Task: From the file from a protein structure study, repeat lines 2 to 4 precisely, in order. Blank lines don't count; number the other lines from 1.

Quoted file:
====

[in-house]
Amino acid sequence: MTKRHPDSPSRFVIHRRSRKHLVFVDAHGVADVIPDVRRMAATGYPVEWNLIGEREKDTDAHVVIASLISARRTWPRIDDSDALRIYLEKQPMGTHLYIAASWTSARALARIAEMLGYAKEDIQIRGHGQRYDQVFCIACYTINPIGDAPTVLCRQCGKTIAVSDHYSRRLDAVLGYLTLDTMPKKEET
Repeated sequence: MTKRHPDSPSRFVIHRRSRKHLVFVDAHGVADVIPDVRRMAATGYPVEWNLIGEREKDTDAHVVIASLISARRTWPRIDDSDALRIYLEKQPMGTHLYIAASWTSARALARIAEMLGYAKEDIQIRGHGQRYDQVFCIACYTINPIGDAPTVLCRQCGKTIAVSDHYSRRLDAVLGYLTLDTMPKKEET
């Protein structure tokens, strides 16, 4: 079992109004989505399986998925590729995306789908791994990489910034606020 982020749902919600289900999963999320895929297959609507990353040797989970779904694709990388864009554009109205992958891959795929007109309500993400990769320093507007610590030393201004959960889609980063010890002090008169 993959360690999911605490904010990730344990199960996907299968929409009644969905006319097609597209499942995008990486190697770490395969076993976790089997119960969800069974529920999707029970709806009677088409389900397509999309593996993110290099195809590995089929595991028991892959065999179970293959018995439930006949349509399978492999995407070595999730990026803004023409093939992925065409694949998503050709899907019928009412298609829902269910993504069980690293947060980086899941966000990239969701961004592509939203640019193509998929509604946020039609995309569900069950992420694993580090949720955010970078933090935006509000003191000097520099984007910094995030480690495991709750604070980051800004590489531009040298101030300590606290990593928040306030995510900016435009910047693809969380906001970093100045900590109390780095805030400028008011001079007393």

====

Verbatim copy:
Amino acid sequence: MTKRHPDSPSRFVIHRRSRKHLVFVDAHGVADVIPDVRRMAATGYPVEWNLIGEREKDTDAHVVIASLISARRTWPRIDDSDALRIYLEKQPMGTHLYIAASWTSARALARIAEMLGYAKEDIQIRGHGQRYDQVFCIACYTINPIGDAPTVLCRQCGKTIAVSDHYSRRLDAVLGYLTLDTMPKKEET
Repeated sequence: MTKRHPDSPSRFVIHRRSRKHLVFVDAHGVADVIPDVRRMAATGYPVEWNLIGEREKDTDAHVVIASLISARRTWPRIDDSDALRIYLEKQPMGTHLYIAASWTSARALARIAEMLGYAKEDIQIRGHGQRYDQVFCIACYTINPIGDAPTVLCRQCGKTIAVSDHYSRRLDAVLGYLTLDTMPKKEET
């Protein structure tokens, strides 16, 4: 079992109004989505399986998925590729995306789908791994990489910034606020 982020749902919600289900999963999320895929297959609507990353040797989970779904694709990388864009554009109205992958891959795929007109309500993400990769320093507007610590030393201004959960889609980063010890002090008169 993959360690999911605490904010990730344990199960996907299968929409009644969905006319097609597209499942995008990486190697770490395969076993976790089997119960969800069974529920999707029970709806009677088409389900397509999309593996993110290099195809590995089929595991028991892959065999179970293959018995439930006949349509399978492999995407070595999730990026803004023409093939992925065409694949998503050709899907019928009412298609829902269910993504069980690293947060980086899941966000990239969701961004592509939203640019193509998929509604946020039609995309569900069950992420694993580090949720955010970078933090935006509000003191000097520099984007910094995030480690495991709750604070980051800004590489531009040298101030300590606290990593928040306030995510900016435009910047693809969380906001970093100045900590109390780095805030400028008011001079007393």